Published on January 14, 2009
Introduction The IT PMO of a large Healthcare organization determined it needed project prioritization. A small, diverse team of people from its hospitals and IT was brought together to develop the prioritization model. The team consisted of the VP of Strategy for these hospitals, hospital staff members (clinicians, nurses, Doctors, radiologists etc.) as well as IT leadership for the hospital. At the same time, the Portfolio Management process was being developed. Issues faced by the Organization What drove the decision to make such a significant change? The issues facing the organization were: • Organization of mergers and acquisitions: Stove-piped, independent businesses with no incentive to work toward common goals. • Division between Business and IT • Resistance to change • PMO leaderships belief that a tool was the solution • Diverse mix of businesses • No application/ systems standards (multiple solutions for the same capability) • No view of resource capacity/ demand • No single view of all projects • Mandate to IT Site Leaders: must push through the PMO all projects suggested by their specific hospital. Poor Project Intake led to Project Management Inefficiencies Important projects were not getting done. With no prioritization and no view of true resource demand/ capacity, low value projects could take up resources needed by high value projects. This cause the more valuable projects to be stalled or stopped mid implementation. This also resulted in corners being cut when project managers tried to push the projects through the lifecycle quickly to ensure they did not lose resources. Project planning was one key phase that was shortened or skipped altogether, leading to a higher rate of project failure. What was the current Project Lifecycle? Projects under a certain budget limit could be submitted and were automatically put in queue. Anyone could submit a project request and provide very minimal information. Once the requestor filled in a resource grid and a risk survey, the project would go through the resource management process to assign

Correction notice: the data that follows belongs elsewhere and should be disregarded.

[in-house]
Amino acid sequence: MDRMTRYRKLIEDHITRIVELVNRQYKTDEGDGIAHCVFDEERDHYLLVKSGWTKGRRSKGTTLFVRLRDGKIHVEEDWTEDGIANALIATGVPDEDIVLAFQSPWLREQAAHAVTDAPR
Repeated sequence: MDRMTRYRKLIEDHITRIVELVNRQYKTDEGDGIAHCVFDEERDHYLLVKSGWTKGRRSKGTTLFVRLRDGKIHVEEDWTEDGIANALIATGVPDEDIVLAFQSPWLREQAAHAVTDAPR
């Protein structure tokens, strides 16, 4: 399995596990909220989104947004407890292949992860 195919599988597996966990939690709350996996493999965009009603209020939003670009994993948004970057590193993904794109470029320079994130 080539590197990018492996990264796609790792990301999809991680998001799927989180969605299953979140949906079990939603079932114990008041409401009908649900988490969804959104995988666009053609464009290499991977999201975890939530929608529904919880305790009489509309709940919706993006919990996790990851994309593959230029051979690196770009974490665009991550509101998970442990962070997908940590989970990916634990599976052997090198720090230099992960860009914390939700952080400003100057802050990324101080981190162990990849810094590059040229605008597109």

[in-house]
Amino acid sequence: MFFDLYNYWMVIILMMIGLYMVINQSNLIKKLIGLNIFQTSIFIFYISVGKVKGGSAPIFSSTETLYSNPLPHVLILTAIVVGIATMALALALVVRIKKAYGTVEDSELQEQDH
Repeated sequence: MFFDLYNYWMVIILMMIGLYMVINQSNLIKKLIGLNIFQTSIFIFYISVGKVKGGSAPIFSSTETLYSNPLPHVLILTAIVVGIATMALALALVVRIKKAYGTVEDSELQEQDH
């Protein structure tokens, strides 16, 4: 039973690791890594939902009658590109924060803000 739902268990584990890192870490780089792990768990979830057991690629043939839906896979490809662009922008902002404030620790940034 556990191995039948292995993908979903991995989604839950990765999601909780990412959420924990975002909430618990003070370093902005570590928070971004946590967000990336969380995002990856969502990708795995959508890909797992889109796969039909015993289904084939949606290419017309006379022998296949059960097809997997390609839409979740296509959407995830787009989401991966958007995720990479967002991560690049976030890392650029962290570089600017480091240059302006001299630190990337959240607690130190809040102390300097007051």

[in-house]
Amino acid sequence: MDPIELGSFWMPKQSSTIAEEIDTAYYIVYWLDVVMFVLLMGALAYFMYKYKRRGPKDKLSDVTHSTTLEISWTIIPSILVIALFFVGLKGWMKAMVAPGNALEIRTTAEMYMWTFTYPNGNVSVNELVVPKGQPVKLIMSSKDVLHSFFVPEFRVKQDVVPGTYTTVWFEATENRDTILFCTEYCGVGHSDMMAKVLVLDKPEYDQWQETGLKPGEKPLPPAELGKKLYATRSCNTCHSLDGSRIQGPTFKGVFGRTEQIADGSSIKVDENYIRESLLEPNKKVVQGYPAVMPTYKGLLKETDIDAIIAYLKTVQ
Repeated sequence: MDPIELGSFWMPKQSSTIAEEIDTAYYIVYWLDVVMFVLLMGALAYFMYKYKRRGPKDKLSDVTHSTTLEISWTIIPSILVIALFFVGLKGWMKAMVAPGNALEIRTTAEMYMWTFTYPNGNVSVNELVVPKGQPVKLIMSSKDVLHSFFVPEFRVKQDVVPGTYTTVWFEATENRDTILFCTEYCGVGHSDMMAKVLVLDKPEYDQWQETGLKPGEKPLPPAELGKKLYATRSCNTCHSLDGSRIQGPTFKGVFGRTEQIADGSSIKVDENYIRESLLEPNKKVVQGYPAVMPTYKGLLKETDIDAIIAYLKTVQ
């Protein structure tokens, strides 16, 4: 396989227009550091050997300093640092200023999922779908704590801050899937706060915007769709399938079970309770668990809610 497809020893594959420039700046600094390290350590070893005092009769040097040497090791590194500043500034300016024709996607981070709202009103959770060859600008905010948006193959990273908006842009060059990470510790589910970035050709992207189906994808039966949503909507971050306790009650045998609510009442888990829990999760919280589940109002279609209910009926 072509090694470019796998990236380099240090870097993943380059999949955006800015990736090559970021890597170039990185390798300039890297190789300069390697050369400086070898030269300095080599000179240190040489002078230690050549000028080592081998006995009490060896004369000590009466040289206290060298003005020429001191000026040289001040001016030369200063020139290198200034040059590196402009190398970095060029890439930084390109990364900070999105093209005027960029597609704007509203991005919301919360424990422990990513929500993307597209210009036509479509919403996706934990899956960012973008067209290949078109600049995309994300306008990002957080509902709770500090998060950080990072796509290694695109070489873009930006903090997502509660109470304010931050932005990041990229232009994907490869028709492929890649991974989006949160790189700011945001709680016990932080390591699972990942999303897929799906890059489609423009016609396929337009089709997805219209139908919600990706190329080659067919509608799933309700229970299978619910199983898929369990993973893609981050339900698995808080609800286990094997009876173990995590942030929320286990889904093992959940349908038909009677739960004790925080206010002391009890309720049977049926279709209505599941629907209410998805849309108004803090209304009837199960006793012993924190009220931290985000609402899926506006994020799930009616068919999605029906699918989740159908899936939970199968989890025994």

resources. Once resourced, the project could be rejected by an oversight committee but this was seldom the case. The organization had tried different methods for prioritizing (such as labeling as 1, 2, and 3 with 1 being highest priority). However, these methods yielded only top priority ranking for almost all projects. For higher cost projects, IT Governance did exist. In the fall of each year, the IT site directors were given instructions and deadlines for preparing the next years IT project plans for the site. The plan would provide budget information, justification, categorization according to standard functional areas and tie to the IT corporate strategy. The regional leader would review and accept the projects he or she deemed priority for the site. This was then reviewed by the PMO oversight committee, which eliminated additional requested projects from the plans. The results of these meetings determined the site’s budget. In the following year, the sites were free to substitute other projects for those that had been approved. The business Need/ driving factors for Project Portfolio Management: Goals of the Portfolio Management The goals for the Portfolio Management implementation were as follows • Help ensure realization of the business strategy Projects must be tied to the corporate strategy o • Portfolio of projects optimized for maximum benefit to the organization Needed to determine Risk, Cost, Benefit and Return before going forward with each o project • Methodical and strategic method for selecting projects, with clear justification of the project selection • Prioritize at site, region, enterprise • View projects across all sites to determine opportunities to combine efforts • Improved future planning of projects • Develop solutions standards Catalogue of accepted applications for specific capabilities o The Pilot of the prioritization model A small group of hospitals had been discussing the concept of prioritization criteria for some time as they recognized the need to successfully complete the projects that would help them compete in a highly competitive market. Project prioritization would lead to smarter decisions regarding what should be